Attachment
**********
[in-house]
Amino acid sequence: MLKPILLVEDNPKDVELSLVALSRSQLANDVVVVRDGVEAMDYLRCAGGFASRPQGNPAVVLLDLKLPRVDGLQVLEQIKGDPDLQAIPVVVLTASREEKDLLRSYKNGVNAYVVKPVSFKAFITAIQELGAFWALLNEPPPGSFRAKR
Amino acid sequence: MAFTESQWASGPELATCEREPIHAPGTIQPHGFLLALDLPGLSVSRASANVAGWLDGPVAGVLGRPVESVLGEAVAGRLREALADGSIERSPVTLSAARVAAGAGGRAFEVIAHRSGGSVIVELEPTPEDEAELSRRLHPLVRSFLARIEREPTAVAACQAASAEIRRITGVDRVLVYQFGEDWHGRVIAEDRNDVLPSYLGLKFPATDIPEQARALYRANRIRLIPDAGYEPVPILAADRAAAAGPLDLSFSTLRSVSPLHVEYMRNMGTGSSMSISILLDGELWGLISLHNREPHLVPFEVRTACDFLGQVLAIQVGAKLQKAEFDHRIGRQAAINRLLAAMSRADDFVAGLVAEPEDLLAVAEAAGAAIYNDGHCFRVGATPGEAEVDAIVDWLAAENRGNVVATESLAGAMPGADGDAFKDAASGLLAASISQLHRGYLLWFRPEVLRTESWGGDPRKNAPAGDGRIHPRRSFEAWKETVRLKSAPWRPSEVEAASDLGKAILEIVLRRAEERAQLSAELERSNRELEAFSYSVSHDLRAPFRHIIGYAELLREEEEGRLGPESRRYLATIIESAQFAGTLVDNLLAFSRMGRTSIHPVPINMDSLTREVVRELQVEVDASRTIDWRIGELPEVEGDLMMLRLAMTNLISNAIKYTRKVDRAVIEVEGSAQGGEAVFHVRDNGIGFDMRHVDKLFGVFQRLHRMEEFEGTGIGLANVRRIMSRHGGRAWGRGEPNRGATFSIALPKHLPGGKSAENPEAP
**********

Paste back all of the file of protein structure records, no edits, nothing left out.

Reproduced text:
[in-house]
Amino acid sequence: MLKPILLVEDNPKDVELSLVALSRSQLANDVVVVRDGVEAMDYLRCAGGFASRPQGNPAVVLLDLKLPRVDGLQVLEQIKGDPDLQAIPVVVLTASREEKDLLRSYKNGVNAYVVKPVSFKAFITAIQELGAFWALLNEPPPGSFRAKR
Amino acid sequence: MAFTESQWASGPELATCEREPIHAPGTIQPHGFLLALDLPGLSVSRASANVAGWLDGPVAGVLGRPVESVLGEAVAGRLREALADGSIERSPVTLSAARVAAGAGGRAFEVIAHRSGGSVIVELEPTPEDEAELSRRLHPLVRSFLARIEREPTAVAACQAASAEIRRITGVDRVLVYQFGEDWHGRVIAEDRNDVLPSYLGLKFPATDIPEQARALYRANRIRLIPDAGYEPVPILAADRAAAAGPLDLSFSTLRSVSPLHVEYMRNMGTGSSMSISILLDGELWGLISLHNREPHLVPFEVRTACDFLGQVLAIQVGAKLQKAEFDHRIGRQAAINRLLAAMSRADDFVAGLVAEPEDLLAVAEAAGAAIYNDGHCFRVGATPGEAEVDAIVDWLAAENRGNVVATESLAGAMPGADGDAFKDAASGLLAASISQLHRGYLLWFRPEVLRTESWGGDPRKNAPAGDGRIHPRRSFEAWKETVRLKSAPWRPSEVEAASDLGKAILEIVLRRAEERAQLSAELERSNRELEAFSYSVSHDLRAPFRHIIGYAELLREEEEGRLGPESRRYLATIIESAQFAGTLVDNLLAFSRMGRTSIHPVPINMDSLTREVVRELQVEVDASRTIDWRIGELPEVEGDLMMLRLAMTNLISNAIKYTRKVDRAVIEVEGSAQGGEAVFHVRDNGIGFDMRHVDKLFGVFQRLHRMEEFEGTGIGLANVRRIMSRHGGRAWGRGEPNRGATFSIALPKHLPGGKSAENPEAP